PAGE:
– Jacobm001
    Jun 9, 2015 at 19:25
  • 1
    @Fazer: I have already pointed out the inefficiency. You're using a nondelayed polling sequence. The solutions are also listed: either add a delay, or preferably, use a state/interrupt system.
    – Jacobm001
    Jun 9, 2015 at 19:25
  • I want it to be able to react to the command ASAP, because it's possible that those commands are to steer it back on course or to prevent it from hitting something etc.
    – Fazer
    Jun 9, 2015 at 19:52
  • 4
    I'll ditto the recommendation to use an event based solution; then your code should go from using 100% to < 1%. I'm not a python or pygame user so don't know the specifics, but the general idea is you'd set the car to do one thing and keep doing it until your callback fires because the keyboard state changed.
    – goldilocks
    Jun 9, 2015 at 21:22
1

I have tried various different delay, all of which still cause my RPi to crash. So, I connected a different battery source to the RPi(earlier I had one for the motors and the pi now I have one each), and I have come to the conclusion that the RPi wasn't getting enough power. Could this be due to the greater potential difference than supplied? Or is it just lack of current?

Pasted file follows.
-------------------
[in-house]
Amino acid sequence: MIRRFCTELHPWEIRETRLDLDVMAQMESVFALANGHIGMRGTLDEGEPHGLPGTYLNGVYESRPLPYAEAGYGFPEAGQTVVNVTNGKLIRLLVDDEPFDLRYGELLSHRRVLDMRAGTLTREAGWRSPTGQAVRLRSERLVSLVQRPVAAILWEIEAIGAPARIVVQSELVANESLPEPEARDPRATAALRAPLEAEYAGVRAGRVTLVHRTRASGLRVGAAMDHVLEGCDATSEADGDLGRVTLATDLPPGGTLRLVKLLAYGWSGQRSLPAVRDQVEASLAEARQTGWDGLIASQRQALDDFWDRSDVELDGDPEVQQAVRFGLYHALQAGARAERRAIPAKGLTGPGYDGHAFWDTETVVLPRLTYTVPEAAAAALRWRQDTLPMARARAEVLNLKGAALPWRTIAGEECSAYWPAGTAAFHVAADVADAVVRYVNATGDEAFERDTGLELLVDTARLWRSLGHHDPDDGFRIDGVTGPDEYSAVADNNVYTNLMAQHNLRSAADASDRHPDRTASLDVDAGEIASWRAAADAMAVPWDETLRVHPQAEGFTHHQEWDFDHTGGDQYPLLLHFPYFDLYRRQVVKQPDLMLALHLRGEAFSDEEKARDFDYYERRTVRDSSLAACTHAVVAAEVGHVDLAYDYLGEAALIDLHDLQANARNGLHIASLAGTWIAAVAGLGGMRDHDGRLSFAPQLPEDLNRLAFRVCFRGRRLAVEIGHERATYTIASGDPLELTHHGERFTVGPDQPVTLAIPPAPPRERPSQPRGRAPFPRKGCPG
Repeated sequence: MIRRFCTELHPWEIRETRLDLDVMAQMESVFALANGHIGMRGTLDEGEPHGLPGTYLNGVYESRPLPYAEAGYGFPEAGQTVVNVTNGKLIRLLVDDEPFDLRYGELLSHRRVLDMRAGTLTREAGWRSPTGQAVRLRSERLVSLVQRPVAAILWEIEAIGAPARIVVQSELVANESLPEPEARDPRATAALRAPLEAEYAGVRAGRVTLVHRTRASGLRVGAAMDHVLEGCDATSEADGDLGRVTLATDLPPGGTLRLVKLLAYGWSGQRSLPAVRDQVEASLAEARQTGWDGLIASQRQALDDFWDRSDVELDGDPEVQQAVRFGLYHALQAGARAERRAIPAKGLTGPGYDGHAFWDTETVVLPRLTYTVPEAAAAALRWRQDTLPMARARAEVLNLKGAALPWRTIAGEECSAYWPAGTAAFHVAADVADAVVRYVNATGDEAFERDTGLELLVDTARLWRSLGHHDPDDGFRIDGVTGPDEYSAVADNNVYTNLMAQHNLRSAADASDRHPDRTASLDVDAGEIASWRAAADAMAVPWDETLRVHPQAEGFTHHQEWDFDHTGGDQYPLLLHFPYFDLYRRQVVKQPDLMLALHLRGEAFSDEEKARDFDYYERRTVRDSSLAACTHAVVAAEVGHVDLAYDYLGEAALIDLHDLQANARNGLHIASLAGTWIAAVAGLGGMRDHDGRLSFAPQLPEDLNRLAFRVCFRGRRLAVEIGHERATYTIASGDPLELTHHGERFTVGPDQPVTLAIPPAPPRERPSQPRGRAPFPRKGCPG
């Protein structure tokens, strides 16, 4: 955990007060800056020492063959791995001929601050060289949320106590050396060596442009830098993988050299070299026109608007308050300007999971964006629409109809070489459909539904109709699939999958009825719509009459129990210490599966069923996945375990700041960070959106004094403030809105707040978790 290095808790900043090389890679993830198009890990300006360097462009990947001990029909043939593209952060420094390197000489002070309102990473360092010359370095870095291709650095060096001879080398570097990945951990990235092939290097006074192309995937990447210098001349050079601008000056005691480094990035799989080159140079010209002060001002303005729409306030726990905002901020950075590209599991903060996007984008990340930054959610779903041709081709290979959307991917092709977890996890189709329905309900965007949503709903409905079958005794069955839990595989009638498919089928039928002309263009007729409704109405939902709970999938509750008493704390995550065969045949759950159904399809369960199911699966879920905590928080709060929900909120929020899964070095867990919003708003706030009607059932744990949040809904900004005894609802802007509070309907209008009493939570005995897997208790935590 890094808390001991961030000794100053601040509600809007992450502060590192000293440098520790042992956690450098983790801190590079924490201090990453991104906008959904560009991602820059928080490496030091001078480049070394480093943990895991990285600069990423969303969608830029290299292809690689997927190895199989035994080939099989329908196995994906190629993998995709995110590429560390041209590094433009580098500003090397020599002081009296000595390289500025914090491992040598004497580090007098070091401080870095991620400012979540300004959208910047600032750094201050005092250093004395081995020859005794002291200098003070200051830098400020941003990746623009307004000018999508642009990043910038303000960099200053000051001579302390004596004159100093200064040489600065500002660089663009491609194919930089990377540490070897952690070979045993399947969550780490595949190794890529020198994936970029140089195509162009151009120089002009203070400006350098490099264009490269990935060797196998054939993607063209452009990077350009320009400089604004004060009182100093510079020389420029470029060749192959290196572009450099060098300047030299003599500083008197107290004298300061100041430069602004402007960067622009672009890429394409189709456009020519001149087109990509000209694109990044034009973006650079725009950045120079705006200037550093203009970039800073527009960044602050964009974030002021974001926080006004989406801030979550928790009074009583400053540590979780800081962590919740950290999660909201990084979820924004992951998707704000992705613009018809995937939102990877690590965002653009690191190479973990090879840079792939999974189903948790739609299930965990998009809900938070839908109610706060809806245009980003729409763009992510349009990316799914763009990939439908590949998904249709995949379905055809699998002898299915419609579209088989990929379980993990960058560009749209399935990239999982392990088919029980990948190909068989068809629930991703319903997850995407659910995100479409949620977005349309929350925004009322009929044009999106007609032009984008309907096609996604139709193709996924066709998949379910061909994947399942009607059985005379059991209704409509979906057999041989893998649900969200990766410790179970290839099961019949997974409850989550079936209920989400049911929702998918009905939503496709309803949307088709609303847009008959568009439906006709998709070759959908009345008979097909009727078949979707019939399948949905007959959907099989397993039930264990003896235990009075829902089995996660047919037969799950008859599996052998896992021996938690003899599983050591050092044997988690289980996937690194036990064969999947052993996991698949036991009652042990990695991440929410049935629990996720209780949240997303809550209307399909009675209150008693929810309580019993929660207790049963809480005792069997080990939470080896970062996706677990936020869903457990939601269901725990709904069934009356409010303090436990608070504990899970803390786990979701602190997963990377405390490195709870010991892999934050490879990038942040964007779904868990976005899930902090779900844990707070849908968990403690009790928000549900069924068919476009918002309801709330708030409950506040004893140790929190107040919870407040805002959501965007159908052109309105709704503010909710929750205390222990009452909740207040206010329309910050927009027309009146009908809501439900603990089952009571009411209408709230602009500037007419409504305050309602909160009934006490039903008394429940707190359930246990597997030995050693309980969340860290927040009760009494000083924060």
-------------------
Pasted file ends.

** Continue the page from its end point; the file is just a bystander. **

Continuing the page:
2
  • I think the Motor will need short bursts of energy everytime you change the Direktion or increase the speed. If the Rpi got off in these cases this might be the cause.
    – S.Spieker
    Jun 13, 2015 at 11:06
  • All RPis are very sensitive to power supply. It should always be kept separate from high-current or any other changing loads. Make darn sure that it always has 2 amps of clean 5V, or 2.5 Amps with a Rpi3. Keep that Pi happy or nothing else is going to work. If it is crashing you should consider that a wake-up call that it is crying out for help.
    – SDsolar
    May 20, 2017 at 10:09